This litigation was instituted by Charles E. Thomas against the Mayor and Aldermen of the City of Savannah, its marshal, and its, chief plumbing inspector. The Savannah Association of Master Plumbers Inc. was allowed to intervene and become a party defendant. Insofar as it need be shown, the petition, after being amended, alleges: The plaintiff is an experienced plumber. The City of Savannah has an ordinance which requires plumbers, to pass successfully an examination and secure a plumber's proficiency card from its board of plumbing examiners before doing plumbing work in the city. For a violation of the ordinance, the offender may be punished by a fine not exceeding $100 or by imprisonment not exceeding 30, days, either, both, or any portion thereof. The plaintiff took the prescribed examination, but failed to pad it. He has been informed by the city's marshal that be will be arrested if he pursues his trade as a plumber in the city before passing the examination and securing a proficiency card. The ordinance violates several enumerated provisions of the Federal and State Constitution, including the due-process and equal-protection clauses of each; hence it is unenforceable. Besides for process, rule nisi, and service, he prayed for an injunction to prevent the defendants from enforcing the ordinance against him. The amended petition was demurred to generally. No express ruling appears to have been made upon the demurrer, but the judge denied an interlocutory injunction on the ground that the ordinance was valid as against the attack made upon its constitutionality. The plaintiff excepted and came to this court by direct bill of exceptions. Held:
1. It is a principle ancient and well settled that a correct decision of a trial judge will not be reversed by this court, even though he gives a wrong reason for his judgment. Barksdale v. Security Investment Co., 120 Ga. 388 (4)
(47 S. E. 943); Hendricks v. Jackson, 139 Ga. 604 (2)
(77 S. E. 816); Hill v. Smith, 157 Ga. 210
, 212 (121 S. E. 214); Stahl v. Russell, 206 Ga. 699 (2)
(58 S. E. 2d, 135),and citations.
2. "Equity will take no part in the administration of the criminal law. It will neither aid criminal courts in the exercise of their jurisdiction, nor will it restrain or obstruct them." Code, 55-102. The same rule applies in quasi-criminal proceedings; and prosecutions for violations of municipal ordinances, which are punishable by fine or imprisonment, are of that nature. Mayor &c. of Athens v. Co-op Cab Co., 207 Ga. 505 (1)
(62 S. E. 2d, 906), and citations. There are decisions by this court which hold that, because of their special facts, the rule is not applicable, among the more recent of which are Great Atlantic & Pac. Tea Co. v. City of Columbus, 189 Ga. 458
. (6 S. E. 2d, 320); City of Albany v. Lippitt, 191 Ga. 756
(13 S. E. 2d, 807); and Braddy v. City of Macon, 194 Ga. 871
(22 S. E. 2d, 801). Those cases, however, differ on their facts from the present case, and it would serve no useful purpose to point out again the facts there pleaded which took them from under the general rule that equity will take no part in the administration of the criminal law.
3. Where suit is filed in a court of equity, seeking to enjoin the enforcement of a municipal ordinance on the ground that it is unconstitutional, and where it appears that no arrest has been made, no property levied upon, and there has been no other interference with the person or property rights of the petitioner, but that the petition is based upon a threat or mere apprehension of injury to person or property rights, it is proper to refuse an interlocutory injunction. City of Brunswick v. Anderson, 204 Ga. 515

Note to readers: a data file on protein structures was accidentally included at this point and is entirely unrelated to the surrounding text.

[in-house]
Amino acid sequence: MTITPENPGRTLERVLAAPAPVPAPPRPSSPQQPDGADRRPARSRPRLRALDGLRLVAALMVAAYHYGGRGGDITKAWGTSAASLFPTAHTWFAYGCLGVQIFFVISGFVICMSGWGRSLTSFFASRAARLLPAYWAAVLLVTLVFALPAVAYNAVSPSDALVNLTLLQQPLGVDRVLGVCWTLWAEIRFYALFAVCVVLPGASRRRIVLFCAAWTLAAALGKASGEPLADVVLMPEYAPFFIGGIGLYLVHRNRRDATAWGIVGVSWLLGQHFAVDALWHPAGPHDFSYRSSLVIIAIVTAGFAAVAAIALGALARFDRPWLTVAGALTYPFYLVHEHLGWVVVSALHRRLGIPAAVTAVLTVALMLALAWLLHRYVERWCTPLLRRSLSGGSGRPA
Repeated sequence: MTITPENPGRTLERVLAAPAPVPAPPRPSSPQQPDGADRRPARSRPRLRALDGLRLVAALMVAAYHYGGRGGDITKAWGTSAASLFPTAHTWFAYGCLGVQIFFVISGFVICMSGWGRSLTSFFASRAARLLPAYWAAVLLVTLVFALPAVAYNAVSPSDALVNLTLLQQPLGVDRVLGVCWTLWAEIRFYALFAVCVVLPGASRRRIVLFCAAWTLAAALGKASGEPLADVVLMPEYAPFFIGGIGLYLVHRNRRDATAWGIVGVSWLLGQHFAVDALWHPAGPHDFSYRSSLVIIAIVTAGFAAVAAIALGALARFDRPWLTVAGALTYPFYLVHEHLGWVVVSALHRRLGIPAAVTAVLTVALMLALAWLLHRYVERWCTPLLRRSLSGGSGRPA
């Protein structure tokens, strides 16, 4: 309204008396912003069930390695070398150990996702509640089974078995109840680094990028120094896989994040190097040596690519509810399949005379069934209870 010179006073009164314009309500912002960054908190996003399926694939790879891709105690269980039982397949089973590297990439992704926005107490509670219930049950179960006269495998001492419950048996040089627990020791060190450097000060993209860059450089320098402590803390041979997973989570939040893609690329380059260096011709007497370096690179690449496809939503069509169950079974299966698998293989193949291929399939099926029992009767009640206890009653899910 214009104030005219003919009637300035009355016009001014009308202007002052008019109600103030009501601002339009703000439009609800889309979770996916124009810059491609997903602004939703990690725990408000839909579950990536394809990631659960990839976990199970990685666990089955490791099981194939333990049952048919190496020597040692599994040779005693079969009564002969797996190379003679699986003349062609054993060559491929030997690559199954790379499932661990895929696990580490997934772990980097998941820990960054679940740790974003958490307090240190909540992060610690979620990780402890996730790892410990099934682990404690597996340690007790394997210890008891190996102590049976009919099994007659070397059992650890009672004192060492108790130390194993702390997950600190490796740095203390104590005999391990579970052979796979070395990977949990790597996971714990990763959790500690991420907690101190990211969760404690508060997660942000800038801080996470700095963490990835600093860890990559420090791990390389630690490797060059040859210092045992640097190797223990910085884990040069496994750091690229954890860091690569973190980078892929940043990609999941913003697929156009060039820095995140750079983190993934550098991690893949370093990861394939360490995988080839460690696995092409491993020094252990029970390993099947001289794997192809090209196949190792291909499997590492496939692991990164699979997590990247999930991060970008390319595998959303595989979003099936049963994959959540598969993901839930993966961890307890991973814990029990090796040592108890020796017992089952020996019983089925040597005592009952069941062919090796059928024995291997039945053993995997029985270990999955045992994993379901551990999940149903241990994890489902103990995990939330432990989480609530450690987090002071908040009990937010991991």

(50 S. E. 2d, 337); Associated Cab Co. v. City of Atlanta, 204 Ga. 91
(50 S. E. 2d, 601); Moore v. City of Tifton, 204 Ga. 599
(50 S. E. d, 595); City of Tifton v. Cooper, 206 Ga. 379
(57 S. E. 2d, 196). Injunction is an extraordinary process, and the most important one which courts of equity issue; being so, it should never be granted except here there is grave danger of impending injury to person or property rights, and a mere threat or bare fear of such injury is not sufficient. Elam v. Elam, 72 Ga. 162 (2)
; Cathcart Van & Storage Co. v. City of Atlanta, 169 Ga. 791
(151 S. E. 489); Asa G. Candler Inc. v. City of Atlanta, 178 Ga. 661
(174 S. E. 129); West v. Chastain, 186 Ga. 667
(198 S. E. 736); Wallace v. City of Atlanta, 200 Ga. 749
(38 S. E. 2d, 596); City of Atlanta v. Universal Film Exchanges, 201 Ga. 463
(39 S. E. d, 882), and citations. And it is error for the court to grant an interlocutory injunction in a case where the plaintiff has an adequate remedy a law. Colston v. Hutchinson, 208 Ga. 559
(67 S. E. 2d, 763).
4. Accordingly, the court did not err, as contended, in denying an interlocutory injunction upon the petition of a plumber attacking as unconstitutional accordance requiring plumbers to pass successfully an examination an secure a proficiency card from its board of plumbing examiners before engaging in plumbing work; and this is true since the petition as amended shows the existence of an adequate remedy at law to which the plaintiff may resort if and when injured by an enforcement of the ordinance complained of. See, in this connection, Coker v. City of Atlanta, 186 Ga. 473 (198 S. E. 74). While the trial court based its denial of the injunction upon a holding that the ordinance was constitutional, it is unnecessary, under the rulings here made, to pass upon that question. Direction, however, is given that the judgment complained of be modified insofar as it passes upon the constitutionality of the ordinance in question, so that the question of its constitutionality may be left open for consideration and determination when personal or property rights may be directly affected thereby.
William L. Grayson, for plaintiff in error.